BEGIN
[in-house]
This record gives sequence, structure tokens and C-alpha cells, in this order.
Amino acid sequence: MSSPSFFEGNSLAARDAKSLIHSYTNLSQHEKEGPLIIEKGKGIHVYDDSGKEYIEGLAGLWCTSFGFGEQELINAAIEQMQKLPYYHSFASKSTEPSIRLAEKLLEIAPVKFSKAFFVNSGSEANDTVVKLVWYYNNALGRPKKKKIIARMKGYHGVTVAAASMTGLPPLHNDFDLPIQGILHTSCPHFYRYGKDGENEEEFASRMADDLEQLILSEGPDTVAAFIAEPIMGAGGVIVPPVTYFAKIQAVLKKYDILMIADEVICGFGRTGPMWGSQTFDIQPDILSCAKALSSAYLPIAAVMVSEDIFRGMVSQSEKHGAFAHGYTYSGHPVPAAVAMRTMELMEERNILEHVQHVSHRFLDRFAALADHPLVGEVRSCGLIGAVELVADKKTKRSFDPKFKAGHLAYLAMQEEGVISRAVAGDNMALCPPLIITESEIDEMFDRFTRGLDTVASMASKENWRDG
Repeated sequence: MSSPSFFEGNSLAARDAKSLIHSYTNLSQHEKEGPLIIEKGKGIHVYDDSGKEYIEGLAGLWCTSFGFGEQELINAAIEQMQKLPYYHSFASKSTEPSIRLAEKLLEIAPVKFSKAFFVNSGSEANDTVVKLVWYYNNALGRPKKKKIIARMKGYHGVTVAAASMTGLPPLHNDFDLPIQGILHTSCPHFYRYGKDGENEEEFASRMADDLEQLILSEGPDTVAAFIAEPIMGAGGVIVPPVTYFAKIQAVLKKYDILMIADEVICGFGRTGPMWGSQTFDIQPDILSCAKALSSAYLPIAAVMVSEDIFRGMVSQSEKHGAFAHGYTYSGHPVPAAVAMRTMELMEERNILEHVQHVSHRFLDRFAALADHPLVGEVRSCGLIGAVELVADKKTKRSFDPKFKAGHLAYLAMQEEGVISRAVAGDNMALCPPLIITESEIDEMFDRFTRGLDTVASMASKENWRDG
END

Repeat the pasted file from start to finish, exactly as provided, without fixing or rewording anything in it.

[in-house]
This record gives sequence, structure tokens and C-alpha cells, in this order.
Amino acid sequence: MSSPSFFEGNSLAARDAKSLIHSYTNLSQHEKEGPLIIEKGKGIHVYDDSGKEYIEGLAGLWCTSFGFGEQELINAAIEQMQKLPYYHSFASKSTEPSIRLAEKLLEIAPVKFSKAFFVNSGSEANDTVVKLVWYYNNALGRPKKKKIIARMKGYHGVTVAAASMTGLPPLHNDFDLPIQGILHTSCPHFYRYGKDGENEEEFASRMADDLEQLILSEGPDTVAAFIAEPIMGAGGVIVPPVTYFAKIQAVLKKYDILMIADEVICGFGRTGPMWGSQTFDIQPDILSCAKALSSAYLPIAAVMVSEDIFRGMVSQSEKHGAFAHGYTYSGHPVPAAVAMRTMELMEERNILEHVQHVSHRFLDRFAALADHPLVGEVRSCGLIGAVELVADKKTKRSFDPKFKAGHLAYLAMQEEGVISRAVAGDNMALCPPLIITESEIDEMFDRFTRGLDTVASMASKENWRDG
Repeated sequence: MSSPSFFEGNSLAARDAKSLIHSYTNLSQHEKEGPLIIEKGKGIHVYDDSGKEYIEGLAGLWCTSFGFGEQELINAAIEQMQKLPYYHSFASKSTEPSIRLAEKLLEIAPVKFSKAFFVNSGSEANDTVVKLVWYYNNALGRPKKKKIIARMKGYHGVTVAAASMTGLPPLHNDFDLPIQGILHTSCPHFYRYGKDGENEEEFASRMADDLEQLILSEGPDTVAAFIAEPIMGAGGVIVPPVTYFAKIQAVLKKYDILMIADEVICGFGRTGPMWGSQTFDIQPDILSCAKALSSAYLPIAAVMVSEDIFRGMVSQSEKHGAFAHGYTYSGHPVPAAVAMRTMELMEERNILEHVQHVSHRFLDRFAALADHPLVGEVRSCGLIGAVELVADKKTKRSFDPKFKAGHLAYLAMQEEGVISRAVAGDNMALCPPLIITESEIDEMFDRFTRGLDTVASMASKENWRDG